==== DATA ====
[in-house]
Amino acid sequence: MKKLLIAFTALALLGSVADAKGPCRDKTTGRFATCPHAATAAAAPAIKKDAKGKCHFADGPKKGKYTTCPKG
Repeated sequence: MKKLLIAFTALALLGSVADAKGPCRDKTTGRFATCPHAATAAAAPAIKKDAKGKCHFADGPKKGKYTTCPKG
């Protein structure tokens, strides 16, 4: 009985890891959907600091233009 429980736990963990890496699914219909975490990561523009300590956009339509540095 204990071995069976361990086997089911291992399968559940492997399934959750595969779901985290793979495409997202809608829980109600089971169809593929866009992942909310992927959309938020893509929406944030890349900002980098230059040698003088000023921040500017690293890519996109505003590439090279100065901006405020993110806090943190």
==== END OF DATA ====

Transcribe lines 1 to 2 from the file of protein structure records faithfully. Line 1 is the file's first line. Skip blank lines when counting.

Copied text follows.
[in-house]
Amino acid sequence: MKKLLIAFTALALLGSVADAKGPCRDKTTGRFATCPHAATAAAAPAIKKDAKGKCHFADGPKKGKYTTCPKG